“Do you want to come in?”
“No. I’m good. Need to be by the radio.”
“OK. Busy?” I ask.
“Nonstop.” He answers.
I enter in the house as Kaitlyn leaves. She is not planning to stay the night…
“But I don’t know. In any case someone will drive me home.”
Cars cannot get out in our neighborhood.
Plows have become stuck and need to be hauled off the road.
The roads are now sheets of ice with packed down snow.
Over 30 inches of snow are now ice.
Mounds and mounds of ‘street glaciers’ from feeble attempts at plowing are on every corner making visibility almost impossible.
She has a lot of reading for ‘orgo chem’ class. She will do it when she can; if she can. She could be home in her warm room tonight doing just that, reading. Did she choose to do that?
No she did not.
Instead she will be volunteering at the ambulance tonight. Trained as an EMT and riding the ambulance; saving lives. Or trying to. On a night like tonight, who knows? Worse than that; every call she and her colleagues will answer, they too are endangered, the roads are that bad. Tonight will be a rough night. As the last two nights have been.
In our house tonight, our stress level will be higher than normal. She does NOT HAVE to do what she does; she chooses to………even with diabetes.
Yes, even with diabetes.
Kaitlyn is too good to jeopardize anyone else with her having a low blood sugar. She will take extra steps tonight. Usually very good, tonight she needs to be even better, and she will be. This is important; the potential to have someone else’s life in your hands usually is.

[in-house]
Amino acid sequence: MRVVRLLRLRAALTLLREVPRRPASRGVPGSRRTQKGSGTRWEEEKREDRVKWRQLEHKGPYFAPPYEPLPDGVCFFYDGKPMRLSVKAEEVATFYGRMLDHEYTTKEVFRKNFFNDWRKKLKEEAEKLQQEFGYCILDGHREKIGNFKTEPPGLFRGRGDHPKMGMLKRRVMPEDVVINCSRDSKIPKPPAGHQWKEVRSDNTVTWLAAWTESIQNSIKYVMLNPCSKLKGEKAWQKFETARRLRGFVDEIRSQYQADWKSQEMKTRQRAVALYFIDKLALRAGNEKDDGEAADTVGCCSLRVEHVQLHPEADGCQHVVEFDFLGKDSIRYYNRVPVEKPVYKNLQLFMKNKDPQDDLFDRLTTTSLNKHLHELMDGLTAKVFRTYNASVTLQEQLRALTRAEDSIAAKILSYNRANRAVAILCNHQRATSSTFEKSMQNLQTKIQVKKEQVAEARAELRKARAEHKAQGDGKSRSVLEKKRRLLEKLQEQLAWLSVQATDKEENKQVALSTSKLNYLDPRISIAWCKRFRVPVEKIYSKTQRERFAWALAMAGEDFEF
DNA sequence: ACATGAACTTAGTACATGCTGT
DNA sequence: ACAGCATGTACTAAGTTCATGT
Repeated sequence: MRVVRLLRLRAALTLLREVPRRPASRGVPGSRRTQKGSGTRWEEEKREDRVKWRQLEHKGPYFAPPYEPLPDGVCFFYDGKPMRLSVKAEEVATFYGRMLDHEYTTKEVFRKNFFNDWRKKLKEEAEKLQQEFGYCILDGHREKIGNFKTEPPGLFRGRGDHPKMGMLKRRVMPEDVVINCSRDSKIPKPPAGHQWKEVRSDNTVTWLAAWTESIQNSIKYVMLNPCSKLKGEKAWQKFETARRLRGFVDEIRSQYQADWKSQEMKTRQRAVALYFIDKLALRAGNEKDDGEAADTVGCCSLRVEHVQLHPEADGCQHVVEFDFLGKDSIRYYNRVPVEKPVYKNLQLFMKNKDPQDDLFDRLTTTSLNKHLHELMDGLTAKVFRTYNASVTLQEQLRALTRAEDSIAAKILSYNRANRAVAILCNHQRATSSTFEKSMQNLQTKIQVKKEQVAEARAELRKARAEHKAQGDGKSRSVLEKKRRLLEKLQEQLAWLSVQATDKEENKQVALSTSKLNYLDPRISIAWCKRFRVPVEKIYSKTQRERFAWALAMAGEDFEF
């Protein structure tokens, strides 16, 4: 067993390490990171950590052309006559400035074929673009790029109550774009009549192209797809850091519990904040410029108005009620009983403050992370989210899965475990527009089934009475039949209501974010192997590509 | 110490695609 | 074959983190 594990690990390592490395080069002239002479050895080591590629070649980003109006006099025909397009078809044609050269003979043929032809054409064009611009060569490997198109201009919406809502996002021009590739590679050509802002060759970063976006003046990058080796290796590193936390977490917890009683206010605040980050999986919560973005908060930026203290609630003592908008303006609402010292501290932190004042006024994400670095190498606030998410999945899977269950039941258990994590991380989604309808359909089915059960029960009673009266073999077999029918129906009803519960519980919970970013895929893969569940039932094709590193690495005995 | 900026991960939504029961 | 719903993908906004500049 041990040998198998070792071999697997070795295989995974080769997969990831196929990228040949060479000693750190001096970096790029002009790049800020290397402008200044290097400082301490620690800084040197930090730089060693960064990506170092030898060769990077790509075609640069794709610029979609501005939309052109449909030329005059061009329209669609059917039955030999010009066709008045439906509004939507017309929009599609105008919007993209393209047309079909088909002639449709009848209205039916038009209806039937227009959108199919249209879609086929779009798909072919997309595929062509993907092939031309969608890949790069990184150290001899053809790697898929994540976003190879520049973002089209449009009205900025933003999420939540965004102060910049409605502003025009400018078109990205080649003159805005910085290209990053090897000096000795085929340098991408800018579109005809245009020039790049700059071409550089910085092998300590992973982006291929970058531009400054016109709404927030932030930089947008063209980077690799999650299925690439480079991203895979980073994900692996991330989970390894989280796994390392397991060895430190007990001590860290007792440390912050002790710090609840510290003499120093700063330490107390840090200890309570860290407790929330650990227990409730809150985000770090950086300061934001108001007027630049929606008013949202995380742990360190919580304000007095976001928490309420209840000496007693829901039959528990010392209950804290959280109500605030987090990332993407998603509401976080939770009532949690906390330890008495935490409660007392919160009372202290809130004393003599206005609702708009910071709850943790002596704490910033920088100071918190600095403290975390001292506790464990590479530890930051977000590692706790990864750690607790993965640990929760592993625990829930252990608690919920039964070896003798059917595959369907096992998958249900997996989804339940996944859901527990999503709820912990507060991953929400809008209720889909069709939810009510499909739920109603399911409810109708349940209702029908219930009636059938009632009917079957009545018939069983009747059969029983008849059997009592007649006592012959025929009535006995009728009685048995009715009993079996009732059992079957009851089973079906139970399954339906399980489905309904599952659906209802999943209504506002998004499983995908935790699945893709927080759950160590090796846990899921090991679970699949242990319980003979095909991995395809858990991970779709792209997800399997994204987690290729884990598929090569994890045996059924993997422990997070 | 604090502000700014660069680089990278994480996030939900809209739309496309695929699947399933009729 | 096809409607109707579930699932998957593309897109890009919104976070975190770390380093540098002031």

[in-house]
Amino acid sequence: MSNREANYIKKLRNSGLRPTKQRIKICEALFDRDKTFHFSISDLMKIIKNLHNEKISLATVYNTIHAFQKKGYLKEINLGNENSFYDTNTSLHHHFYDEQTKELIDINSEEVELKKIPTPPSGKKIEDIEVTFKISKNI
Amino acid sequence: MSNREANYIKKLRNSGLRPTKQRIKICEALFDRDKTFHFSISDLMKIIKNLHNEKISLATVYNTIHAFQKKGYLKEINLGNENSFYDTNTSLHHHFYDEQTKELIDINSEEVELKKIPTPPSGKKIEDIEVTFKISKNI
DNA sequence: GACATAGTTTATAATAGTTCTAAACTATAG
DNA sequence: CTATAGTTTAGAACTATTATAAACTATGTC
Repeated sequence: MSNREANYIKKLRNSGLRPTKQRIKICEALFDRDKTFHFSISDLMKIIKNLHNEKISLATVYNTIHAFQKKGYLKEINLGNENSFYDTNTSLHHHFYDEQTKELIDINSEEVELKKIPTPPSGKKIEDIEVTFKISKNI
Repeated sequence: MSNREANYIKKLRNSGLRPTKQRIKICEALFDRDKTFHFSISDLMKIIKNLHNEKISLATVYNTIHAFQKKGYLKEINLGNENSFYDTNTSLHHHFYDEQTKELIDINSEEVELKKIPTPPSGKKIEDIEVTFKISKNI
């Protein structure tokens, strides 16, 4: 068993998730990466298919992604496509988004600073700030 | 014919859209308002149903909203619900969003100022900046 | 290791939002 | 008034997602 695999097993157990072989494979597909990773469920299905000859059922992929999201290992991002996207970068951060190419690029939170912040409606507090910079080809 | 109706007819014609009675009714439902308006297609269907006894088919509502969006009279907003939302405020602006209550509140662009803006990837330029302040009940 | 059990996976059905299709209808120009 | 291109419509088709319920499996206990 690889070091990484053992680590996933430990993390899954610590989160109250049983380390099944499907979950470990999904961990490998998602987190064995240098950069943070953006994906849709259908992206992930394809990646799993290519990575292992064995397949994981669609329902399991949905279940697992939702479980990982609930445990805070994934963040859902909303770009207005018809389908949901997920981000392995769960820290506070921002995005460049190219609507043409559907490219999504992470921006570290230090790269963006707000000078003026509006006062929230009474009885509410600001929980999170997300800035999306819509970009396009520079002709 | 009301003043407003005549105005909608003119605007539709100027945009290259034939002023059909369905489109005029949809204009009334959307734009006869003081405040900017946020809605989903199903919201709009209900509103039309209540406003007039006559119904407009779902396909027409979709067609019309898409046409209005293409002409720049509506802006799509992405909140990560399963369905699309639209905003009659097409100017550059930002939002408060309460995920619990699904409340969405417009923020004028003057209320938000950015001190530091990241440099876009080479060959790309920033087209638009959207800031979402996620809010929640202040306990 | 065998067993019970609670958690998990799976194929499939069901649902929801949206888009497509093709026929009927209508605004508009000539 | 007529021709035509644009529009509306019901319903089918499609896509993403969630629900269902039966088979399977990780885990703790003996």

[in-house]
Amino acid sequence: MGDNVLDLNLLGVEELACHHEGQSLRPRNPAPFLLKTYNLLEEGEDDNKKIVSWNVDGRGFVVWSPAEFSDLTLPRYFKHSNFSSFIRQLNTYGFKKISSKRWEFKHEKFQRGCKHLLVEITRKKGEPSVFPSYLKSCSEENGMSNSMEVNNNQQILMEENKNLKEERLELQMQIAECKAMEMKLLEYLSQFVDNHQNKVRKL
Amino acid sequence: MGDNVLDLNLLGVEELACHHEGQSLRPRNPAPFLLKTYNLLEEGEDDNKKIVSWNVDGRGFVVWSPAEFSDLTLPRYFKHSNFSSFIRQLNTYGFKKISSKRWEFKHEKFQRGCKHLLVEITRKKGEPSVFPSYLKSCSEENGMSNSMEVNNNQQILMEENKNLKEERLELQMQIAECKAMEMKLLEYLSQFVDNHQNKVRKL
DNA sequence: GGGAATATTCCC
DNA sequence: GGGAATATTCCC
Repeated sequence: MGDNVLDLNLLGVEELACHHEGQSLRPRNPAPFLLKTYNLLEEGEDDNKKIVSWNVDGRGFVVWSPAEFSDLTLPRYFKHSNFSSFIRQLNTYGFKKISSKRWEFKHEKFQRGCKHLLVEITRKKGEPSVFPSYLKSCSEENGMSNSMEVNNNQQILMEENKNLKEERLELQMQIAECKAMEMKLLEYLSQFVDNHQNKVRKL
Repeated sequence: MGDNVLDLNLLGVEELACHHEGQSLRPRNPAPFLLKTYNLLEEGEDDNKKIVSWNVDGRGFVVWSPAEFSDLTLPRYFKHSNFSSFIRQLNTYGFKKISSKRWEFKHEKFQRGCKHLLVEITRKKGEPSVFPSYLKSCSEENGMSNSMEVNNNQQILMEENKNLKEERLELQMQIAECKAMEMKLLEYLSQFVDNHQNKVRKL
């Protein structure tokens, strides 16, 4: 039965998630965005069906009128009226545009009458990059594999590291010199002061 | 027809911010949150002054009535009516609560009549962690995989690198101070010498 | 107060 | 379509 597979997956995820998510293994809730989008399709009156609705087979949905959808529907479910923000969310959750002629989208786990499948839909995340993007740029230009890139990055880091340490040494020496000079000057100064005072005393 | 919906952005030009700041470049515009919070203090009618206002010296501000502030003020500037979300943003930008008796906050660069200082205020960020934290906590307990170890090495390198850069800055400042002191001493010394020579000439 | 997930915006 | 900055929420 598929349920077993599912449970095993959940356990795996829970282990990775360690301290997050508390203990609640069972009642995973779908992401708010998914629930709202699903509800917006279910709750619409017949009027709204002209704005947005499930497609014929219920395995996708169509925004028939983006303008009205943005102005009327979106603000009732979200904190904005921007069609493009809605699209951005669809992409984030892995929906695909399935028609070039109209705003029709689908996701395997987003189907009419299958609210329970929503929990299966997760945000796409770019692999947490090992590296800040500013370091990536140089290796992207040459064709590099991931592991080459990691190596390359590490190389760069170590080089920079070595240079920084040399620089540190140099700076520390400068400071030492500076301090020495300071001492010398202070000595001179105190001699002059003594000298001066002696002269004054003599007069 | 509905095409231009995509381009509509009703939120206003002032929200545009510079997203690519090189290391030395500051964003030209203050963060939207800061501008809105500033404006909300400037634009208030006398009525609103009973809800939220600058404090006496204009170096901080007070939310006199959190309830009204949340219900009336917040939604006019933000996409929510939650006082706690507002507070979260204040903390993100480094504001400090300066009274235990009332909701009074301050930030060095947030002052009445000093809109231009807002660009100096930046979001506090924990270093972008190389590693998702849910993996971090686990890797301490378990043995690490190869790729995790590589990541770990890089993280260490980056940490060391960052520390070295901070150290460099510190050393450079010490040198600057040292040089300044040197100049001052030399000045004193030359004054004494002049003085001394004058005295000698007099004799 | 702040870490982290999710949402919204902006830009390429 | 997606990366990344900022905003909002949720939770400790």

If the choice is to allow our kids to do anything and everything even with diabetes, that means no limits. NONE. She NEEDS to be allowed to do what SHE WANTS to do. Even if that means putting her life on the line to benefit others.
Sharing stories is not as a boast, those who know me know that to be true. Rather, I share this story not just because I am an overly nervous and proud father, which I am; I share this with the many who worry if their child will be able to make a difference in this world even with diabetes. Will diabetes stop them at all?
The take-away here is that next time your child asks you about what life will hold for them with their diabetes; share the story of a young lady named Kaitlyn. She is 22 and diagnosed at age 2 and on a winter cold night full of ice and snow; she was busy saving lives when the alarm went off; and she did it while managing her diabetes. Tell them that Kaitlyn is only limited by her imagination. She has no time to settle at grabbing for straws; she’s too busy reaching for the stars.
And so should your kids. Even if it raises our stress level while they’re doing it.
God please protect her and her colleagues and bring all those who serve; home safely.
I’m a diabetes dad.
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